Scamper, 2001-2016

BOTH CATS DEN

In 2001 we moved from a small duplex to a house with a garage and yard. We had one cat and one dog, and soon added a pair of orphaned kittens.

BOTH CATS

One of the kittens (on the left in the above photos) was sweet and gentle, and the name “Sabrina” seemed just right for her. The other kitten was fierce and playful and somewhat neurotic, and she defied naming. Nothing quite fit. She became “Scamper” on her medical chart, because I had to put something on her chart, but at home she changed names as often as she changed moods. She was The Scamperer. Thing 2. Her Neediness. The Bad Cat. The Wee Baby Kitty. Supercat.

SCAMPER 1

She was The Bird Watcher. (When it was too cold for open doors and windows, birds on television were better than no birds at all.)

CAT TV 3

Cats May 15

Cat March 26

In her middle years, she grew overweight and lazy. None of her kitten names fit anymore, if they ever had. She was still Scamper when she went to the vet, but at home she was Herself.

Scamper 2014

Cats Aug 24

In many ways, she was the essence of what I love about cats — neuroses and all.

Scamper 2008

In her later years she liked blankets and patches of sunlight and, every so often, an afternoon nap on the couch with me.

Scamper Jan 2011

Health problems came with age. There were medicines and special diets, all of which helped for a time, but as 2015 progressed her condition declined steadily. She lost weight faster than medicine, food, and love could counter. The calendar turned and she lost more weight. Then, in early February, she stopped eating altogether.

So I made one last trip to the vet with our cat of many names. I stayed with her through the euthanasia process, which was gentle and peaceful, and drove home to a house that is achingly incomplete. There’s an empty spot near her favorite upstairs window, one that can never be filled.

Cat Nov 9

Note: Most of the photos in this post were taken by my husband.

A Few Steps Closer to Spring

Weeds March 16

I usually count the first open-windows day as the first day of spring, but this year I confused the issue by cheating. One day last week, desperate for fresh air, I opened the windows and wore a coat in the house for a few hours. Which means I can’t count yesterday as the first.

Cat March 10

February is always a tough month for me. Its cold, sun-starved days routinely trigger new bouts of depression and anxiety. March, on the other hand, is usually a month of recovery.

Yard March 16

Yard March 16

And if this year’s recovery has been slower to start and harder to sustain than previous years, it has at least begun.

Hyacinth March 16

Hyacinth March 16

Honeysuckle March 16

Honeysuckle March 16

The weather forecast promises a return of winter before the week is finished, but the lengthening days will not allow it to stay.

Hydrangea March 16

Soon the yard will be overrun and winter will fall away into memory, as it does every year.

Brown Thrasher March 16

Robin March 17

Rabbit March 17

Recovering from a Wintry Week

Window April 22

*Cue Announcer* 

We now return to our regularly scheduled season, already in progress…

Live Oak April 13

Dragonfly April 14

Green

Wax Myrtle April 22

Squirrel

Rabbit April 22

Petunia April 21

Flowers April 2

Honeysuckle April 22

Maple April 21

Bee in Tulip April 22

Review: My Beloved Brontosaurus

My Beloved Brontosaurus: On the Road with Old Bones, New Science, and Our Favorite Dinosaurs by Brian Switek (Scientific American / Farrar, Straus and Giroux, 2013)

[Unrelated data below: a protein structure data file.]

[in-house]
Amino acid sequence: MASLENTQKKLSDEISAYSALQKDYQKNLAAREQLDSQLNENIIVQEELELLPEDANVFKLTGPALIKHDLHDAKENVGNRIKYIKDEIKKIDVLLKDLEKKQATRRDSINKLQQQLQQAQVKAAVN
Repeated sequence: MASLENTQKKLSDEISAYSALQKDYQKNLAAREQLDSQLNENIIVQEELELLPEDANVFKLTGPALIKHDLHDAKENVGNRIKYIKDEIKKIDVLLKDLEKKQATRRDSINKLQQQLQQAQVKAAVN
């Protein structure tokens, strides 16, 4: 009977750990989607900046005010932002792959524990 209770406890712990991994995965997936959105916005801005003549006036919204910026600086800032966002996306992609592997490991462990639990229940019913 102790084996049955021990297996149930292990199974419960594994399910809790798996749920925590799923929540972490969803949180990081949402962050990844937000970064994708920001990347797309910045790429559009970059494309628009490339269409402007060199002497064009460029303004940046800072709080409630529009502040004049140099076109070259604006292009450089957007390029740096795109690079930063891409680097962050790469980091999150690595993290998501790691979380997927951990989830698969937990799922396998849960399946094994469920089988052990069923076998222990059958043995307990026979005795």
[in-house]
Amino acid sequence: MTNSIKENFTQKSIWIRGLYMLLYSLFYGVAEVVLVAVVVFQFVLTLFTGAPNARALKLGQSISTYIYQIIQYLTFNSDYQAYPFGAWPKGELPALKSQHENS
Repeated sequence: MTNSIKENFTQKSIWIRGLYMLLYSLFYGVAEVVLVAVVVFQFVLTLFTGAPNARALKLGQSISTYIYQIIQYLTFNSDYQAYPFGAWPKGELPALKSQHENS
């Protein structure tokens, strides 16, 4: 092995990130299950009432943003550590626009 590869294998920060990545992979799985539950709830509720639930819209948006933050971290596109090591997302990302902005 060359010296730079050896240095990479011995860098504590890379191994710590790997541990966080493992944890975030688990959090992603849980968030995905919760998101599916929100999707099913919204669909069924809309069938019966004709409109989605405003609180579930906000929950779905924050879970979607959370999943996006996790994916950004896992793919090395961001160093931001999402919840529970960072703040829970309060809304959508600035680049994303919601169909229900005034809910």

First, I have to confess that this is not really a review. It’s mostly a chance for me to visit one of my favorite topics. I have been fascinated by dinosaurs for a very, very long time. As I read My Beloved Brontosaurus, my fingers began to itch for the feel of my old plastic toys, the ones that roared through my childhood and paced across my shelves. They are (and were at the time) scientifically inaccurate. However, they were (and still are) great fun.

Dinosaurs April 4

Unlike my battered collection of mismatched toys, My Beloved Brontosaurus is equal parts good science and good fun. Much of it is a journey through paleontology’s growing pains, exploring name changes, skeletal puzzles, and feather mysteries. Chapter by chapter, the book details how Brontosaurus became Apatosaurus, how the upright posture that once defined a dinosaur was discovered in non-dinosaurs from the same time period, and how evidence hints that many dinosaurs had feathers or protofeathers (sometimes referred to as dinofuzz.)

My Beloved Brontosaurus is the most fun I’ve had with dinosaurs in years. Not only is the science interesting, the book strikes resonant chords in each chapter with elements of memoir, personal essay, and travel writing. As I turned the last page, I was filled with a deep yearning to pack a bag and head off on a multi-state museum tour. A few minutes later, coming to my senses and realizing that travel is not my favorite way to spend time, I headed off to the attic in search of a dusty box full of memories.

Dinosaurs April 4

(I don’t know how the woolly mammoth [definitely not a dinosaur] made it into this batch of plastic dinosaurs. Nor the sail-backed Dimetrodon. Perhaps it’s no coincidence that I found a blog post, yesterday, explaining how Dimetrodon is #notadinosaur”.)

Dinosaurs April 4

Since I started this post with a confession, it seems appropriate to end with one. I don’t remember some of these dinosaurs. They mysteriously appeared in my collection when Mother mailed off several boxes of old toys as she attempted to de-clutter her house. I can’t say with certainty which of the dinosaurs were mine and which ones became mine as Mother packed the boxes, but I’m happy to claim them all now.

Dinosaurs April 4

(As an aside, it’s somehow logical to me that cats might have had something to do with most of history’s extinction crises.)

Dinosaurs April 4